The benefits of extended breast feeding have been hidden in recent years.
A boycott was launched in the United States on July 7, 1977, against the Swiss-based Nestlé corporation. It spread in the United States, and expanded into Europe in the early 1980s. It was prompted by concern about Nestlé’s “aggressive marketing” of breast milk substitutes, particularly in developing countries, largely among the poor. The boycott has been cancelled and renewed based upon scrutiny of the business practices of Nestlé and other substitute manufacturers monitored by the International Baby Food Action Network (IBFAN). Organizers of the boycott encourage the practice of newborn nutrition via natural breast milk and claim that use of the substitutes represent a health risk for infants. As of 2013, the Nestlé boycott is coordinated by the International Nestlé Boycott Committee, the secretariat for which is the UK group Baby Milk Action.
According to an article on the Mayo Clinic website,
The benefits of extended breast-feeding for a baby include:
- Balanced nutrition. Breast milk is considered the gold standard for infant nutrition. As your baby gets older, the composition of your breast milk will continue to change to meet his or her nutritional needs. There’s no known age at which breast milk is considered to become nutritionally insignificant for a child.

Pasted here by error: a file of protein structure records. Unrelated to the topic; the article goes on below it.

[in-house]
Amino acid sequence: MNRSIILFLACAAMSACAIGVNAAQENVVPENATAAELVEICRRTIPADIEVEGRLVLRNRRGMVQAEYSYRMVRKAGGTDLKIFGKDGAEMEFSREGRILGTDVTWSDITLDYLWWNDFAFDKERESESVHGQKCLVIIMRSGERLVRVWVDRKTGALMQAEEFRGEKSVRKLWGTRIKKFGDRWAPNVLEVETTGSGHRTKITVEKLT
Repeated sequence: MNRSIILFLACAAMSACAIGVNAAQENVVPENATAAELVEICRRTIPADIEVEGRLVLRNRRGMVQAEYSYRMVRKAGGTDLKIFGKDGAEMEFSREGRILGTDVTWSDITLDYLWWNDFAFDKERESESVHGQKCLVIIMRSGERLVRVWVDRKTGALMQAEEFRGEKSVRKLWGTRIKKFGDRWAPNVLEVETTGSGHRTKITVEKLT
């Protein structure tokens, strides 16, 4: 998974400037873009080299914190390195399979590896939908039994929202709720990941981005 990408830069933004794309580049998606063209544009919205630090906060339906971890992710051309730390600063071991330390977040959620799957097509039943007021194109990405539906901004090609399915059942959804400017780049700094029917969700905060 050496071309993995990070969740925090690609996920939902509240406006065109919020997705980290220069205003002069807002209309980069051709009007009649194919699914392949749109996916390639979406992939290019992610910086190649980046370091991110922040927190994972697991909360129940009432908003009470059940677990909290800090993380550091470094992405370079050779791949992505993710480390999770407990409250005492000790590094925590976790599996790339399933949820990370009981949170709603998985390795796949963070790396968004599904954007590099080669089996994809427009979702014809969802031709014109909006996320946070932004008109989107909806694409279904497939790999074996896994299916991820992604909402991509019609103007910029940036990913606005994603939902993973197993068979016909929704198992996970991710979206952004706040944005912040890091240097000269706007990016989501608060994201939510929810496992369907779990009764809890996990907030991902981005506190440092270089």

- Boosted immunity. As long as you breast-feed, the cells, hormones and antibodies in your breast milk will continue to bolster your baby’s immune system.
- Improved health. Research suggests that the longer breast-feeding continues and the more breast milk a baby drinks, the better his or her health might be.
The article also listed benefits for the mothers
- Reduced risk of certain illnesses. Extended breast-feeding — as well as breast-feeding for 12 months or more cumulatively in life — has been shown to reduce the risk of breast cancer, ovarian cancer, rheumatoid arthritis, high blood pressure, heart disease and diabetes.
- Improved health. Research suggests that the longer breast-feeding continues and the more breast milk a baby drinks, the better a mother’s health might be.
The article went on to say,
Worldwide, babies are weaned on average between ages 2 and 4. In some cultures, breast-feeding continues until children are age 6 or 7. In other parts of the world, however, extended breast-feeding is less common and can sometimes provoke uninformed, negative reactions.